TriMet kicked off its Fiscal Year 2013 budget process three months ahead of schedule to begin developing options to respond to a projected $12 million to $17 million shortfall.
The shortfall is a result of the continued recession and slow recovery, an anticipated cut in federal operating grants and costs associated with a new labor contract.
The shortfall is part of the agency's FY13 operating budget that begins July 1, 2012. The agency's FY12 operating budget is $444 million.
With employment and wage growth stagnant, the agency expects to receive about $3 million less in payroll tax revenues than previously anticipated.
TriMet receives $40 million to $45 million in federal funds for annual preventive maintenance. There is significant uncertainty in the federal budget, including the continuation of that funding level. TriMet is estimating a cut of $4 million.
The transit system is working to bring the union contract in line with revenue growth and make it financially sustainable. The contract expired in 2009 and both parties are now heading to interest arbitration scheduled for mid-January 2012. A recent Employee Relations Board (ERB) decision, which TriMet is asking ERB to reconsider, has eliminated potential wage and retiree benefit savings from the current labor arbitration. The ERB decision adds $5 million to $10 million to the FY13 budget shortfall, an amount that grows significantly in future years. There are also additional outstanding items related to the labor contract that could increase the shortfall further.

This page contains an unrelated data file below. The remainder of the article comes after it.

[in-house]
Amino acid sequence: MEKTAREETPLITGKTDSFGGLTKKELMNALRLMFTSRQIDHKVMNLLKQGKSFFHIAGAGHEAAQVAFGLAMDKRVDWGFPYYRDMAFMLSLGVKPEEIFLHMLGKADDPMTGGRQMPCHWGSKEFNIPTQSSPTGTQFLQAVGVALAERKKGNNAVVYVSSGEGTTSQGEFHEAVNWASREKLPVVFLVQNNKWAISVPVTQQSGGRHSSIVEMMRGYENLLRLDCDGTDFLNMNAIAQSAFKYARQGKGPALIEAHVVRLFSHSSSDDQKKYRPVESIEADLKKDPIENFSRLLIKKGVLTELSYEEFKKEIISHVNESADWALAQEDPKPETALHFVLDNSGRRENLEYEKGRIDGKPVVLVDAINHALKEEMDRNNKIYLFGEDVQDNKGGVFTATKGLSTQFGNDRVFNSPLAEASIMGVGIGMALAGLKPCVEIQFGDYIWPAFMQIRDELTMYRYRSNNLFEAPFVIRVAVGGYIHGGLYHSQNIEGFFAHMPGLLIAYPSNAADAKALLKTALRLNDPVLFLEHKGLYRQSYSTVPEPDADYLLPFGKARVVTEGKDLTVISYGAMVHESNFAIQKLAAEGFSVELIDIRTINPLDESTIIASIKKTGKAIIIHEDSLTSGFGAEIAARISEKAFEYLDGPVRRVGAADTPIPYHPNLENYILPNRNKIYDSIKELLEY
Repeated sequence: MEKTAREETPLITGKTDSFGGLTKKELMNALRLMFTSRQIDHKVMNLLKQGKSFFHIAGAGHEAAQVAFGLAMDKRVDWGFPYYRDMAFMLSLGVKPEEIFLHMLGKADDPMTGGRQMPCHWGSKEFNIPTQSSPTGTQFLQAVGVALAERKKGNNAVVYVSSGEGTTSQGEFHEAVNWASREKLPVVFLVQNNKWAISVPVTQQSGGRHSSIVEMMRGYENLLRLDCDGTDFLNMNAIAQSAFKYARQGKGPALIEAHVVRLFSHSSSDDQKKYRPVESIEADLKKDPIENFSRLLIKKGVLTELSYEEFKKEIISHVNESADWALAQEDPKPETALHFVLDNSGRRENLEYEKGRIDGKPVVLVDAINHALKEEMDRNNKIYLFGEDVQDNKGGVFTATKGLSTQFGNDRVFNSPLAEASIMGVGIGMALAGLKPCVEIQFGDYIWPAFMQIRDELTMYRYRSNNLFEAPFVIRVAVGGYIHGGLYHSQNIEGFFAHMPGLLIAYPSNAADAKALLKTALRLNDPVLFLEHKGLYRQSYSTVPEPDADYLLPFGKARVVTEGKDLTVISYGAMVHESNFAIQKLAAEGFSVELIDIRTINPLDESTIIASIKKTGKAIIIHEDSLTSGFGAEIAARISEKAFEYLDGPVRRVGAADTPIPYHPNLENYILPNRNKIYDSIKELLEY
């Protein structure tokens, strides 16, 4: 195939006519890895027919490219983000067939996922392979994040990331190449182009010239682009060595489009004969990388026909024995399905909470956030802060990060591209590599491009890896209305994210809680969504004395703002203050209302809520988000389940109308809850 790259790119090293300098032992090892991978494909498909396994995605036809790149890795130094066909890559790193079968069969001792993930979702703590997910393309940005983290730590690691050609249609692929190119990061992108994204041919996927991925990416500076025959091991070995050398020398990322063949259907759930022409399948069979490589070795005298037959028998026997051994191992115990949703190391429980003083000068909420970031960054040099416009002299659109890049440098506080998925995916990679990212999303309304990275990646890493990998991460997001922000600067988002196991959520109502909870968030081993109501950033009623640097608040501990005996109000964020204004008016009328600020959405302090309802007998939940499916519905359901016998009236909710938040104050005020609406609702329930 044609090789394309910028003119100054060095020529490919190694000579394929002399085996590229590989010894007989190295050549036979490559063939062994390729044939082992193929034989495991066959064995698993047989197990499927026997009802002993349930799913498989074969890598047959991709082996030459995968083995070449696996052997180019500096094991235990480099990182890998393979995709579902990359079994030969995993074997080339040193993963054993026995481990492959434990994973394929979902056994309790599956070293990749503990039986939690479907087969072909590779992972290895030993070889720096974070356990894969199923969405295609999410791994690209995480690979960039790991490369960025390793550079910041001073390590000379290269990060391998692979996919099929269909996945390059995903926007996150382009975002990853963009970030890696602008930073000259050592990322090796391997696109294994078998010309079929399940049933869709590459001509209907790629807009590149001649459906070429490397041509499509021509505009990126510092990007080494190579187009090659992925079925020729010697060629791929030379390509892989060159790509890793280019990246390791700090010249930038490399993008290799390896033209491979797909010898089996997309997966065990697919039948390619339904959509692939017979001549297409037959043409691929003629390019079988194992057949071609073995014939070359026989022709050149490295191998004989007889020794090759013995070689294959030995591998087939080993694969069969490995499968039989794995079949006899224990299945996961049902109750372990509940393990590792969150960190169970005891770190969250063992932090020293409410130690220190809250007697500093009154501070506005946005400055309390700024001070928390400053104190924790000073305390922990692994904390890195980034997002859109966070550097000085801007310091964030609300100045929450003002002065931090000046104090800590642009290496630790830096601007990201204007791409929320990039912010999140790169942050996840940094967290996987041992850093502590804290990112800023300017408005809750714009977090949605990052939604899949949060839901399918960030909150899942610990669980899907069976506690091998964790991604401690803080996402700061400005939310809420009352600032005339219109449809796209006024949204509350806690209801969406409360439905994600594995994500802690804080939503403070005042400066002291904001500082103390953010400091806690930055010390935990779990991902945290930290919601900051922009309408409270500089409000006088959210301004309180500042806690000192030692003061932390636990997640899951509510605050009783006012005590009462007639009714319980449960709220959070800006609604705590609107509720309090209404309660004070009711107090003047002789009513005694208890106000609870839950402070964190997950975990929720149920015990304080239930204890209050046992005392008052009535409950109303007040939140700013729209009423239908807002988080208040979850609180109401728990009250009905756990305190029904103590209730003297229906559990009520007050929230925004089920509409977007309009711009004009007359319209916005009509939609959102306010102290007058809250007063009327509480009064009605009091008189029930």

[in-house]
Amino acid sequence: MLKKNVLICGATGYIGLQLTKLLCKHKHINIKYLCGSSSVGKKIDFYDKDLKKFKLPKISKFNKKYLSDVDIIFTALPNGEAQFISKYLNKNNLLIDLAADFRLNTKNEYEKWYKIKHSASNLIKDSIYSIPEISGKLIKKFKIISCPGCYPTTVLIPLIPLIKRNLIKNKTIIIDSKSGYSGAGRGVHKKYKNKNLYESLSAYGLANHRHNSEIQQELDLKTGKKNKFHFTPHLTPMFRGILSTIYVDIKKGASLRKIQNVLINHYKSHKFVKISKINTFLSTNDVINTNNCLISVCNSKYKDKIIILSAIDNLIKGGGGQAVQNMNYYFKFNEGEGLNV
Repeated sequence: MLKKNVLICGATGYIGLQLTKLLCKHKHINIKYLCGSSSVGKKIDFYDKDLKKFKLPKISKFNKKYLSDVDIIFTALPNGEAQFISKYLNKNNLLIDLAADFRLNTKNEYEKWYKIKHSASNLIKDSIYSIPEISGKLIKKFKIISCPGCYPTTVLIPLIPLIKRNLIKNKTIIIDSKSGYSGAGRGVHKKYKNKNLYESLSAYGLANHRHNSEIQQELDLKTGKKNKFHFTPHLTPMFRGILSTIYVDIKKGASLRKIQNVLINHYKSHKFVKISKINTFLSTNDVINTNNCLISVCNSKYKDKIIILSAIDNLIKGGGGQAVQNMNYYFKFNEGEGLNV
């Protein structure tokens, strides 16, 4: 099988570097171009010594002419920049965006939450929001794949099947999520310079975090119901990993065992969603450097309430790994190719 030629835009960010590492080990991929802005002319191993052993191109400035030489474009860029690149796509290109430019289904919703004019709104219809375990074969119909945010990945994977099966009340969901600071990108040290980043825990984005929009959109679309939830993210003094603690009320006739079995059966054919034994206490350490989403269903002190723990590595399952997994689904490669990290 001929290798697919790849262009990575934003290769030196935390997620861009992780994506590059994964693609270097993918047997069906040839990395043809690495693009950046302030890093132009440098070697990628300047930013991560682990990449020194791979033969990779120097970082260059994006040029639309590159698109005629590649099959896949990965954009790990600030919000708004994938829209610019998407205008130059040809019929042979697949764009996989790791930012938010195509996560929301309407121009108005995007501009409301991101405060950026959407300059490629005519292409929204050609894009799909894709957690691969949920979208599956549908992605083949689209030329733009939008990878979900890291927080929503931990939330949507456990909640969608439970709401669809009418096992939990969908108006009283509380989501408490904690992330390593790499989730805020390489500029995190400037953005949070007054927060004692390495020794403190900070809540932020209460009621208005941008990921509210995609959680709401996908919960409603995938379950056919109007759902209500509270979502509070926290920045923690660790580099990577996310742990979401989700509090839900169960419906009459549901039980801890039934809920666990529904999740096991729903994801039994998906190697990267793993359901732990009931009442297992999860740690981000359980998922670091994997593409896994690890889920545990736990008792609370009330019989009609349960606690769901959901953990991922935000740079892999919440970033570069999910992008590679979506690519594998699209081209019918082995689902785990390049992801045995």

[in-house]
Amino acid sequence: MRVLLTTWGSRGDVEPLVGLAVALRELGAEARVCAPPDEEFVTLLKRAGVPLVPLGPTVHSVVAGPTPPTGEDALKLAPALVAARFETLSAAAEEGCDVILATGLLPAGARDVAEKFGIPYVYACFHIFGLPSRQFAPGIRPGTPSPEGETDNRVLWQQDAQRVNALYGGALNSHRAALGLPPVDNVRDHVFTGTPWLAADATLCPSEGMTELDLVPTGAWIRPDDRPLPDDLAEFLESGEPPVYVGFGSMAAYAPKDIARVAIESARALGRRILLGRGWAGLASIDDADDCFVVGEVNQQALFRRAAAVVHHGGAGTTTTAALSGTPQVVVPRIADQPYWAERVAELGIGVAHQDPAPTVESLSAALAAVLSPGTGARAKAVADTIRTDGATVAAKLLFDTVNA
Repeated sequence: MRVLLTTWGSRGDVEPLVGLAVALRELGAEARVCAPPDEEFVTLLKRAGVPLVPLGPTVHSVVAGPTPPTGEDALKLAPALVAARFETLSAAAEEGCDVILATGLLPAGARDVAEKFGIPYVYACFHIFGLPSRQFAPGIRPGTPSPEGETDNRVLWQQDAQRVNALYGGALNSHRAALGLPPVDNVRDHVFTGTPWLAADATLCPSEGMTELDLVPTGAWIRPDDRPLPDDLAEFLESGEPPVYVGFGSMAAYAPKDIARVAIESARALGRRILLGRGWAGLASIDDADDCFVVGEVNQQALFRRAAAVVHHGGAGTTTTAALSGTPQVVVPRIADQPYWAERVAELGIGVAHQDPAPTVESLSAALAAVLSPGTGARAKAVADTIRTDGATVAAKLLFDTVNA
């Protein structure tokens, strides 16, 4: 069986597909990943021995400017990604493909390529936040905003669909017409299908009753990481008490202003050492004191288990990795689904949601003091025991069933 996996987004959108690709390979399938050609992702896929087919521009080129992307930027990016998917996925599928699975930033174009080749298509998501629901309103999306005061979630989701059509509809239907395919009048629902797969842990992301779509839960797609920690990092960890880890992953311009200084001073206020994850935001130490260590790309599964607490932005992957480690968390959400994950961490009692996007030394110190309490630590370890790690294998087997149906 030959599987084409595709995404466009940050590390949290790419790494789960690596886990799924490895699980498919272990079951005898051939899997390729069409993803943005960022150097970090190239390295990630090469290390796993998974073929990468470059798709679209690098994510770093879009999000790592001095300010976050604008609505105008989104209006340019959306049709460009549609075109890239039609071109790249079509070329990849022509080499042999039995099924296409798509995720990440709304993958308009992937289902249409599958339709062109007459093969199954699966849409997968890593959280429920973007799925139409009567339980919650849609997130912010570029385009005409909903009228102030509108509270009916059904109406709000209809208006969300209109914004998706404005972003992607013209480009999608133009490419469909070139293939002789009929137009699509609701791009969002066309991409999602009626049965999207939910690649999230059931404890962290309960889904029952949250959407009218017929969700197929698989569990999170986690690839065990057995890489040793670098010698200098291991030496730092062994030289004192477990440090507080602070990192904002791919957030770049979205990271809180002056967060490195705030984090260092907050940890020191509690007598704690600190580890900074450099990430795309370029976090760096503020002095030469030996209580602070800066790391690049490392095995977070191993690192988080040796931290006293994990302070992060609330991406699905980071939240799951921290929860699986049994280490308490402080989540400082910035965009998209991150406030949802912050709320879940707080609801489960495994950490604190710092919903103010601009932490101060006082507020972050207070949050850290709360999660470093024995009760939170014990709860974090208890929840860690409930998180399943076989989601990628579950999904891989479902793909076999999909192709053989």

TriMet will create a Budget Task Force with community members to provide the GM with recommendations on how to balance the budget. The task force will consider internal efficiencies, fare increases and service reductions.
Over the next two to three months, the agency will develop specific options to close the budget gap. In the meantime, it is inviting the public to offer suggestions or comments.